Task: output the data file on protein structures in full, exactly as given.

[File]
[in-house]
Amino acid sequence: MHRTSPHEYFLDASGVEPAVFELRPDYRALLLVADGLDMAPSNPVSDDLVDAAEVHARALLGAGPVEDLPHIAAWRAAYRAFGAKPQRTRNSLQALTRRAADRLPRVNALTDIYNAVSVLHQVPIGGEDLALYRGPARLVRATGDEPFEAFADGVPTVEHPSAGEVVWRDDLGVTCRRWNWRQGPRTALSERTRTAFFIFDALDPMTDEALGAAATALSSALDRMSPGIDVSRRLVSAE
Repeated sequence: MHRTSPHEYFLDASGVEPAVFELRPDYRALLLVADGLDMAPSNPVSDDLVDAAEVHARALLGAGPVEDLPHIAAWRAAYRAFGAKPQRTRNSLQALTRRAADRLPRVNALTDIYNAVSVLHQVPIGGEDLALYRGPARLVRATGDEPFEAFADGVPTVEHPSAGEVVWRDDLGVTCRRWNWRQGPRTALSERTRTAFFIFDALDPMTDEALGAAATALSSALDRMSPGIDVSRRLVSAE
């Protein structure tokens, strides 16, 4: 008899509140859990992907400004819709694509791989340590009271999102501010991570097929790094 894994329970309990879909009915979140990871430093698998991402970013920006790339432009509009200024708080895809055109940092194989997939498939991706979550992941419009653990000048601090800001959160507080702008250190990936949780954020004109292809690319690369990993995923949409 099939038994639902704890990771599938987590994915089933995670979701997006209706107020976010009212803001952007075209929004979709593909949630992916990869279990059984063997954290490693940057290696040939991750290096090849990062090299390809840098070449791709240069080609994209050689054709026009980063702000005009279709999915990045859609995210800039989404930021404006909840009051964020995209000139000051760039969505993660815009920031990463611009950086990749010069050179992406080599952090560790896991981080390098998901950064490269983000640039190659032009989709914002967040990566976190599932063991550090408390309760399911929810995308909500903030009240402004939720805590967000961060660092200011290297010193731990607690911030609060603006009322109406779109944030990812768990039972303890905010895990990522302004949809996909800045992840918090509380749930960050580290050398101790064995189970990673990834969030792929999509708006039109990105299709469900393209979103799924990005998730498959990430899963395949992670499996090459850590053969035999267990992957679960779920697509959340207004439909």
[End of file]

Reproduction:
[in-house]
Amino acid sequence: MHRTSPHEYFLDASGVEPAVFELRPDYRALLLVADGLDMAPSNPVSDDLVDAAEVHARALLGAGPVEDLPHIAAWRAAYRAFGAKPQRTRNSLQALTRRAADRLPRVNALTDIYNAVSVLHQVPIGGEDLALYRGPARLVRATGDEPFEAFADGVPTVEHPSAGEVVWRDDLGVTCRRWNWRQGPRTALSERTRTAFFIFDALDPMTDEALGAAATALSSALDRMSPGIDVSRRLVSAE
Repeated sequence: MHRTSPHEYFLDASGVEPAVFELRPDYRALLLVADGLDMAPSNPVSDDLVDAAEVHARALLGAGPVEDLPHIAAWRAAYRAFGAKPQRTRNSLQALTRRAADRLPRVNALTDIYNAVSVLHQVPIGGEDLALYRGPARLVRATGDEPFEAFADGVPTVEHPSAGEVVWRDDLGVTCRRWNWRQGPRTALSERTRTAFFIFDALDPMTDEALGAAATALSSALDRMSPGIDVSRRLVSAE
């Protein structure tokens, strides 16, 4: 008899509140859990992907400004819709694509791989340590009271999102501010991570097929790094 894994329970309990879909009915979140990871430093698998991402970013920006790339432009509009200024708080895809055109940092194989997939498939991706979550992941419009653990000048601090800001959160507080702008250190990936949780954020004109292809690319690369990993995923949409 099939038994639902704890990771599938987590994915089933995670979701997006209706107020976010009212803001952007075209929004979709593909949630992916990869279990059984063997954290490693940057290696040939991750290096090849990062090299390809840098070449791709240069080609994209050689054709026009980063702000005009279709999915990045859609995210800039989404930021404006909840009051964020995209000139000051760039969505993660815009920031990463611009950086990749010069050179992406080599952090560790896991981080390098998901950064490269983000640039190659032009989709914002967040990566976190599932063991550090408390309760399911929810995308909500903030009240402004939720805590967000961060660092200011290297010193731990607690911030609060603006009322109406779109944030990812768990039972303890905010895990990522302004949809996909800045992840918090509380749930960050580290050398101790064995189970990673990834969030792929999509708006039109990105299709469900393209979103799924990005998730498959990430899963395949992670499996090459850590053969035999267990992957679960779920697509959340207004439909």